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Bog iron


Bog iron refers to impure iron deposits that develop in bogs or swamps by the chemical or biochemical oxidation of iron carried in the solutions. In general, bog ores consist primarily of iron oxyhydroxides, commonly goethite (FeO(OH)). It was discovered during the Pre-Roman Iron Age, and most Viking era iron was smelted from bog iron.

Iron-bearing groundwater typically emerges as a spring. The iron is oxidized to ferric hydroxide upon encountering the oxic environment of the surface. Bog ore often combines goethite, magnetite and vugs or stained quartz. It is not clear whether the magnetite precipitates upon first contact with oxygen, then oxidizes to ferric compounds, or whether the ferric compounds are reduced when exposed to anoxic conditions upon burial beneath the sediment surface and reoxidized upon exhumation at the surface.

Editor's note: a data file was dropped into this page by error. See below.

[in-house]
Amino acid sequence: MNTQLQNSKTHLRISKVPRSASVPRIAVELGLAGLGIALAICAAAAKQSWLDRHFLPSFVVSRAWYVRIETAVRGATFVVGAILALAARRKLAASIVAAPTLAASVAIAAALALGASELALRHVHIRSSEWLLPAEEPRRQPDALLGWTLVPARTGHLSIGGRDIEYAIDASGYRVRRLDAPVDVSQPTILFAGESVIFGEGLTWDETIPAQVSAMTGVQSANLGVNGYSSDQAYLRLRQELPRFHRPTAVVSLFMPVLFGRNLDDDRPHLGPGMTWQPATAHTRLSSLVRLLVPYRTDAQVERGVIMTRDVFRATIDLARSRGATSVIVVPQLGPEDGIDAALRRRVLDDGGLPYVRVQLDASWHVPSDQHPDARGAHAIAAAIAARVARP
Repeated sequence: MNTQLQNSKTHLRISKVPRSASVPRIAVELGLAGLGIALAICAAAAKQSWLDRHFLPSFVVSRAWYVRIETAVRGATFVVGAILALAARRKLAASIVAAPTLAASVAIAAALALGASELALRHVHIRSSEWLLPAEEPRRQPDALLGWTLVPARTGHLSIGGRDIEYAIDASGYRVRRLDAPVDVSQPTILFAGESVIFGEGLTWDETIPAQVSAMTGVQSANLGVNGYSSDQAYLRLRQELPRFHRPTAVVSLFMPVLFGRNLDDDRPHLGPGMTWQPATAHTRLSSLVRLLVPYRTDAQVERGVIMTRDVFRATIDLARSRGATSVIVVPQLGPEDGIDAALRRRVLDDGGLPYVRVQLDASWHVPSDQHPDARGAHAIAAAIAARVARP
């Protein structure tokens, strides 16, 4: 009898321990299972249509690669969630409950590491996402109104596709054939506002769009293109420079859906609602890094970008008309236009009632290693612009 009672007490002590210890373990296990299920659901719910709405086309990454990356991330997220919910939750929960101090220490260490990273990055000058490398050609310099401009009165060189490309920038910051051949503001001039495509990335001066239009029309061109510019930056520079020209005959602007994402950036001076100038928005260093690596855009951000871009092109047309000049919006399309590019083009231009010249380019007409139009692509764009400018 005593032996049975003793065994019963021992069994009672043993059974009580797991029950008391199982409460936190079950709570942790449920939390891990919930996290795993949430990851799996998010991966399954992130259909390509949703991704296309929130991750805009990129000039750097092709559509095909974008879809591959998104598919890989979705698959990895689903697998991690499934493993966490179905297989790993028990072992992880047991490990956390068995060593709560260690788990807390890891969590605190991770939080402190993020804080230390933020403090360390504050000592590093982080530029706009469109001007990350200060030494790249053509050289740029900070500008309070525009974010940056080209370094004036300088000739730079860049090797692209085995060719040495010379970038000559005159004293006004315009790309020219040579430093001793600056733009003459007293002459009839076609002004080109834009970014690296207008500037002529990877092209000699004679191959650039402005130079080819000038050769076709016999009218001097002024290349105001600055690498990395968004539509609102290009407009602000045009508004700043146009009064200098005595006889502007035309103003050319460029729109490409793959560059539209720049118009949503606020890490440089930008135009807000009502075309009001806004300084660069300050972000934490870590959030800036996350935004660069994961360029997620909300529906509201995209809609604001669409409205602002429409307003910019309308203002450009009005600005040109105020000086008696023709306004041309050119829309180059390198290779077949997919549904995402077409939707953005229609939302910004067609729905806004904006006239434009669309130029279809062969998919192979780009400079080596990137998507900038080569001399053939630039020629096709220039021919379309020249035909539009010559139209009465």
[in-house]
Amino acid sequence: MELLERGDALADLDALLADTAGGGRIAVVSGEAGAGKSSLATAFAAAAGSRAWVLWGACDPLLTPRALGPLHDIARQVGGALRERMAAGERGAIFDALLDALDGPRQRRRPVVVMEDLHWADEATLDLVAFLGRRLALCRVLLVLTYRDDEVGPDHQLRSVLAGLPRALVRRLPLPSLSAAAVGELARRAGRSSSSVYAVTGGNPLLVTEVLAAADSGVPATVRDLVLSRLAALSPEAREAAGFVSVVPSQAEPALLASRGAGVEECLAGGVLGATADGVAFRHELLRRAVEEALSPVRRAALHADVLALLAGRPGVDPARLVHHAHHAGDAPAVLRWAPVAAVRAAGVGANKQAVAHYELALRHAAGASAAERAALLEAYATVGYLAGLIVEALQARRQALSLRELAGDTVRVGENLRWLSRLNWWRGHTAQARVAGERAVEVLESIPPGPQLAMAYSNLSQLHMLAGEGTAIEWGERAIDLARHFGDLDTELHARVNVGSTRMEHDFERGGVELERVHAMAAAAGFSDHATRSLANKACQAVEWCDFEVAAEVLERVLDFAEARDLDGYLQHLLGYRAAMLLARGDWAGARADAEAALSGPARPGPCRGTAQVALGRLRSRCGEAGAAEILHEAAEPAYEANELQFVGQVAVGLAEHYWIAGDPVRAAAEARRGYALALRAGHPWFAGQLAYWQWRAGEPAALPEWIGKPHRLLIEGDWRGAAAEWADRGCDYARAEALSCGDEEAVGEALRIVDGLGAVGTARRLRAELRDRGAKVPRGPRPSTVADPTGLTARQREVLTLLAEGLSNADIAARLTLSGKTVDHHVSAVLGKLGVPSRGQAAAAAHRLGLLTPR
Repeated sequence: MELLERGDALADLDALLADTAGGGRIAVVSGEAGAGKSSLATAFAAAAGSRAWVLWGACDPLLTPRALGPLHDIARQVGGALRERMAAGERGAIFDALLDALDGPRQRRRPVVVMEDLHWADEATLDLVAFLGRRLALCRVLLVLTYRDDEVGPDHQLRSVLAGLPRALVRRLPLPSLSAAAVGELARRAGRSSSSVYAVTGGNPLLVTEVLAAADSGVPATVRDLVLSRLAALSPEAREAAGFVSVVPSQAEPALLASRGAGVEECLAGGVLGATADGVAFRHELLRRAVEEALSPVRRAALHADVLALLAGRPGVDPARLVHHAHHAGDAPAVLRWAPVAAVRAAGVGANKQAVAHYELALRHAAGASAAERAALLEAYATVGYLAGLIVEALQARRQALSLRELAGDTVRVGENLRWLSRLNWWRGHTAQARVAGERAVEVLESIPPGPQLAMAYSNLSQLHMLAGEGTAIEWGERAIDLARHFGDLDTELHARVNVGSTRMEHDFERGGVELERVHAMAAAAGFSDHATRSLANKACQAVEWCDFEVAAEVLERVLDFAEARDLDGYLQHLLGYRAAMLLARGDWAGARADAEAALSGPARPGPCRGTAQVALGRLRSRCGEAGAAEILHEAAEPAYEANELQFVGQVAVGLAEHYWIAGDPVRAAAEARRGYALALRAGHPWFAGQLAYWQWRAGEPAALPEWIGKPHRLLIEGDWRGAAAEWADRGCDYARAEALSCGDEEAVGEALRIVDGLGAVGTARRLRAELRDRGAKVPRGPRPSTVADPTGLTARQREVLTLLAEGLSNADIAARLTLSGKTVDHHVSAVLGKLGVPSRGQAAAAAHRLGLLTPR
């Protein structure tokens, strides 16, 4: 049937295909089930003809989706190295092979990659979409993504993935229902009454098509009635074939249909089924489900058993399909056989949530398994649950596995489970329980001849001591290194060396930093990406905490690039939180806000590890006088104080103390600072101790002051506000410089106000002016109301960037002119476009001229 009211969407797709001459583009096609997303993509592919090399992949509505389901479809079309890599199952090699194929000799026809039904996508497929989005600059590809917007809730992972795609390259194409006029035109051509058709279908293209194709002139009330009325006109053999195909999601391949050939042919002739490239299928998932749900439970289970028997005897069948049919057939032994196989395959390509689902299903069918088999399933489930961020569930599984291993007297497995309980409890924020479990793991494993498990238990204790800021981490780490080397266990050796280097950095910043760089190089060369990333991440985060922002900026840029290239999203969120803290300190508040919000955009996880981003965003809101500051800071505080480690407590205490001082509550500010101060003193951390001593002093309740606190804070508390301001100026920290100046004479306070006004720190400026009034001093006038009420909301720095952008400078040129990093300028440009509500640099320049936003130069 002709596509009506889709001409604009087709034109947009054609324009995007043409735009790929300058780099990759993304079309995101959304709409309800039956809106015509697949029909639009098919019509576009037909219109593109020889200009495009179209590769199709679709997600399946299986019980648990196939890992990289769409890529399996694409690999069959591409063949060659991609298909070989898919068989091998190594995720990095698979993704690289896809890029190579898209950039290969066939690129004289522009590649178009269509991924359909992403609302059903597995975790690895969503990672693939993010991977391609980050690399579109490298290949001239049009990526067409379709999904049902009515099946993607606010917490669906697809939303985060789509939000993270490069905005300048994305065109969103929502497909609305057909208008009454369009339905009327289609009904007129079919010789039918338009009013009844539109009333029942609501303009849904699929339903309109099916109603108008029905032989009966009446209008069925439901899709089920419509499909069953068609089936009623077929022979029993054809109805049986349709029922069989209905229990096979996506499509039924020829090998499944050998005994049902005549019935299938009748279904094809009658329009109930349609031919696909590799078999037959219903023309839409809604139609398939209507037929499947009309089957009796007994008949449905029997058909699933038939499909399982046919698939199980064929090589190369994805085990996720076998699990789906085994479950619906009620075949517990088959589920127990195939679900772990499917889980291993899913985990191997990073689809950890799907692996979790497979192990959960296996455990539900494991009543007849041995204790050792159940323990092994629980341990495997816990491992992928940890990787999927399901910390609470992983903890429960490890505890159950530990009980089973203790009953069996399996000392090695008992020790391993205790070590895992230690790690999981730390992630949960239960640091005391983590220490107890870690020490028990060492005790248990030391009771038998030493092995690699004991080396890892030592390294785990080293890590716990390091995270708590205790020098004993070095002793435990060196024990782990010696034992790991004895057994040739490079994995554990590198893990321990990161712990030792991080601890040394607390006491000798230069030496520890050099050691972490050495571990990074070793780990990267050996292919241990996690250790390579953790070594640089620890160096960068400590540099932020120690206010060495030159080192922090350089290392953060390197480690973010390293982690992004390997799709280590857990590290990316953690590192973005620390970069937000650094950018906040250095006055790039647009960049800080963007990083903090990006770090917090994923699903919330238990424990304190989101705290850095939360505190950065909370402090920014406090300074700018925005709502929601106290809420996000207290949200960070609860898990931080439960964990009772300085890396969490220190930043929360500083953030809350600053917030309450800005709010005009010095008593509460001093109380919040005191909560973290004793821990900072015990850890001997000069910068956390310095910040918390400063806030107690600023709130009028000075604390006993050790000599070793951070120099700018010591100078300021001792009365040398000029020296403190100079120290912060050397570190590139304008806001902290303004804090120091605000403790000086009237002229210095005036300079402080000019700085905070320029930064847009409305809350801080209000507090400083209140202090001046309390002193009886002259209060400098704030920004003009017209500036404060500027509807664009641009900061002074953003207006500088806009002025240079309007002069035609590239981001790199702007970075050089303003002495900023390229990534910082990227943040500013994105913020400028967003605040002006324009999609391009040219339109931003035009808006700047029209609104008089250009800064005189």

In colonial New Jersey bog ore was mined and refined and used for production of tools, wrought iron rails (many of which still grace stairs in Trenton and Camden) which do not rust like modern iron alloys. During the American Revolution the iron was used for cannon balls for the American forces.

In an episode of the TV program The Worst Jobs in History, presenter Tony Robinson was shown searching for bog ore.

See also

  • Talzhemir's Bog Iron Page
  • Bog Iron Industry in The Pinelands, New Jersey
  • - a free wiki dedicated to the preservation of iron furnaces
  • Bog Iron Formation in the Nassawango Watershed, Maryland U.S. Geological Survey: Open-File Report 03-346
This article is licensed under the GNU Free Documentation License. It uses material from the Wikipedia article "Bog_iron". A list of authors is available in Wikipedia.
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